With the new generation of Gears heroes, JD, Kait et al, a new author has stepped up to bear the mantle of writing stories from the Gears Universe. Jason M Hough has one book under his belt already – Gears of War: Ascendance , and his new novel, Gears of War: Bloodlines is currently in my hot little hands as we speak – keep your eyes peeled for a review soon.
With the new broom, so to speak, the focus has shifted away from Marcus’s generation to his son and his friends, and their histories. With troubled pasts, particularly with JD opening fire on unarmed civilians in the not so distant past, these threads are woven together very skillfully in the novels so far, and I am looking forward to seeing what happens in the future under his stewardship.
With there also being a series of graphic novels based in the Pendulum Wars to read, coming from DC, there is no shortage of material to read and expand your knowledge about the Gears universe. And if you are anything like me, these novels will help to fill in holes in the story, and when you do replay the games, as I do fairly regularly, the way that the books help to flesh out the story is very welcome indeed.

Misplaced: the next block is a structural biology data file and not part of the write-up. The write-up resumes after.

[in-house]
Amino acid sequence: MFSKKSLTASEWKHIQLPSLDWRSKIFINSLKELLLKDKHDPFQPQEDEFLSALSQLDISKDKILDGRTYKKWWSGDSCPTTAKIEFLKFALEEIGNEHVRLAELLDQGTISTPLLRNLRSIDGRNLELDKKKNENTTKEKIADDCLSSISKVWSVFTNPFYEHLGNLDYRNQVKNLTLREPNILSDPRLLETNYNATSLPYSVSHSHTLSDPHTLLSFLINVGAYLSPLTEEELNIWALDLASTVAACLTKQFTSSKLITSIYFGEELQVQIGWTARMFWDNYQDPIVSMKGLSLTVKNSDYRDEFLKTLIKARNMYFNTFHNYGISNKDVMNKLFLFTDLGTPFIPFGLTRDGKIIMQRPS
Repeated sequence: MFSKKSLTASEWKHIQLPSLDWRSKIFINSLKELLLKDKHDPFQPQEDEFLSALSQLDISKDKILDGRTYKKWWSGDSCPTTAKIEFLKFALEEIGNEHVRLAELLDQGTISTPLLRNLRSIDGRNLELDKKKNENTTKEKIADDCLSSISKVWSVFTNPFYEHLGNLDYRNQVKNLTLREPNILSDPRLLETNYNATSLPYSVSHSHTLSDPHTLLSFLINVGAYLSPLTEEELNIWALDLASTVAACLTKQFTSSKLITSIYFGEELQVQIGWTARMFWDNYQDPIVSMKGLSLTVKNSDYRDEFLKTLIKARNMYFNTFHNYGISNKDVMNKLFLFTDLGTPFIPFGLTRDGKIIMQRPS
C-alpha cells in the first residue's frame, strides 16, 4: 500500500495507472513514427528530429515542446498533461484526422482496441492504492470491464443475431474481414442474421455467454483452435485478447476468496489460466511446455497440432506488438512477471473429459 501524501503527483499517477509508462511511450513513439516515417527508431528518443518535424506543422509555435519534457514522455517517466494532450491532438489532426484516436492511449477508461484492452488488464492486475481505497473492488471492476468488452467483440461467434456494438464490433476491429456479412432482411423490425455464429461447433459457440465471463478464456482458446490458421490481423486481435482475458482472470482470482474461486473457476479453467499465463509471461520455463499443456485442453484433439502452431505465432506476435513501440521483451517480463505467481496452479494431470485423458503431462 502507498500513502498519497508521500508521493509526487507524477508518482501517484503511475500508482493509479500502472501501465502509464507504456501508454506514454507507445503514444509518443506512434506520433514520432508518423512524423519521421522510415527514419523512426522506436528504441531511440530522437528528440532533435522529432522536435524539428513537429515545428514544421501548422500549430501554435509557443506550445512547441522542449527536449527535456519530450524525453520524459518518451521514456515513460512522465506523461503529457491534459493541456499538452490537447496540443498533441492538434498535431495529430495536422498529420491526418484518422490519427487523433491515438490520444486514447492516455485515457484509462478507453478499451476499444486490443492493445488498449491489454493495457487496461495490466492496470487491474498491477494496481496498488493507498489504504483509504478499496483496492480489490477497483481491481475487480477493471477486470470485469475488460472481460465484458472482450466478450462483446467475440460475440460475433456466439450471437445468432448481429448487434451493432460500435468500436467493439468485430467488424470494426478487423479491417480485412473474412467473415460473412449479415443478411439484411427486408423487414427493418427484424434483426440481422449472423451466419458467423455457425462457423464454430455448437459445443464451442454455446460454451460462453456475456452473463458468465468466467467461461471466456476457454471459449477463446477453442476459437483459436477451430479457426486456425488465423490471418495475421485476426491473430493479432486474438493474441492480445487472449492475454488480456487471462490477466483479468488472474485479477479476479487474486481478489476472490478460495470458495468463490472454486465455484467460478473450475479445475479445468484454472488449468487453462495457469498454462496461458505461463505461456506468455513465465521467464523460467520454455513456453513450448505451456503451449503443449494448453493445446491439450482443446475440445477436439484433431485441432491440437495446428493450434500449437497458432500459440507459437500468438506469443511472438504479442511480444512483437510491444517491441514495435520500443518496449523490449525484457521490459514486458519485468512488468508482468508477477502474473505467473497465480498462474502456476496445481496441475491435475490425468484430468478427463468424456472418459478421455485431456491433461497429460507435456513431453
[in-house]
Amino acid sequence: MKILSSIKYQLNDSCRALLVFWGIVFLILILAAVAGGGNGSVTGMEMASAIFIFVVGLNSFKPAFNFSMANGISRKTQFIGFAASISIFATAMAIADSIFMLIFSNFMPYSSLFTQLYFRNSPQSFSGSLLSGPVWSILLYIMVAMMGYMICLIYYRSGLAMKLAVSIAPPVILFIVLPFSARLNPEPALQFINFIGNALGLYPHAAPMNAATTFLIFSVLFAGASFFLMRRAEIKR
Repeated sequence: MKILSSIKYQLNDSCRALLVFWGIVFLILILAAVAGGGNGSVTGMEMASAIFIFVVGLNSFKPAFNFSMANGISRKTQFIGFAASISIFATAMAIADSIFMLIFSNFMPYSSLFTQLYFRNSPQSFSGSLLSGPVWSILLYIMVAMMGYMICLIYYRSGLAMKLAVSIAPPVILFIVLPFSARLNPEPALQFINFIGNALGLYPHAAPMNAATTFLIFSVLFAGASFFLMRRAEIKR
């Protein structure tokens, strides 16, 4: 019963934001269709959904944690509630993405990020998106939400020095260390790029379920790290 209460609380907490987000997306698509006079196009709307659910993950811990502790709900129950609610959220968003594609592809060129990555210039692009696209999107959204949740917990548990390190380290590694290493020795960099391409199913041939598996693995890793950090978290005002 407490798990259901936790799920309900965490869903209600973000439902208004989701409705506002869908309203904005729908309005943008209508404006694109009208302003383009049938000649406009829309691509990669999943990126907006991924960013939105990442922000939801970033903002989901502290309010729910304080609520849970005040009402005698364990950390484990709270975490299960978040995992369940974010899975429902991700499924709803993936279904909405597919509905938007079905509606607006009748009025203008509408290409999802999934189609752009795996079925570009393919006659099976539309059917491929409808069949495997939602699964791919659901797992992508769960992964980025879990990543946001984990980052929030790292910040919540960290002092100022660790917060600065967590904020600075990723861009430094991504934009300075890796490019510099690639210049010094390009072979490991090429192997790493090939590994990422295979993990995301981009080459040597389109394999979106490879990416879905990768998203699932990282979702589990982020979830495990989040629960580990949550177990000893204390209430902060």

The Assassin’s Creed games cover another franchise that would benefit from some extra exposition, as the universe that is created is a large, rich and complicated one. Aliens, artifacts, assassins and, just to ruin my alliterative flow, Templars make for a compelling mix. Having some backstory would be a welcome diversion.
I do have a confession to make about the Assassin’s Creed games though, and please don’t judge me, but here goes: I have never finished a single game in the series. Some, like Assassin’s Creed 3, I haven’t even played. The most I completed was the second game, as I found the character of Ezio, with his friendship with Leonardo da Vinci, very interesting. I can’t say why I never stuck with a game long enough to finish it, but the fact stands. So, luckily for me in this case I guess, the novels based on the games are pretty much just a retelling of the events that happen in the games.
There is a book for each of the games, except for the newest three, strangely, all by the same author, a chap by the name of Oliver Bowden. What he does is tell the story of the games, but obviously with more access to the characters’ inner voices, fleshing out their motivations more. For instance, the story of Ezio’s mother and sister is explored in more detail, as his sister in particular grows to become a valuable ally, despite learning a lot of what she knows from the madames of brothels!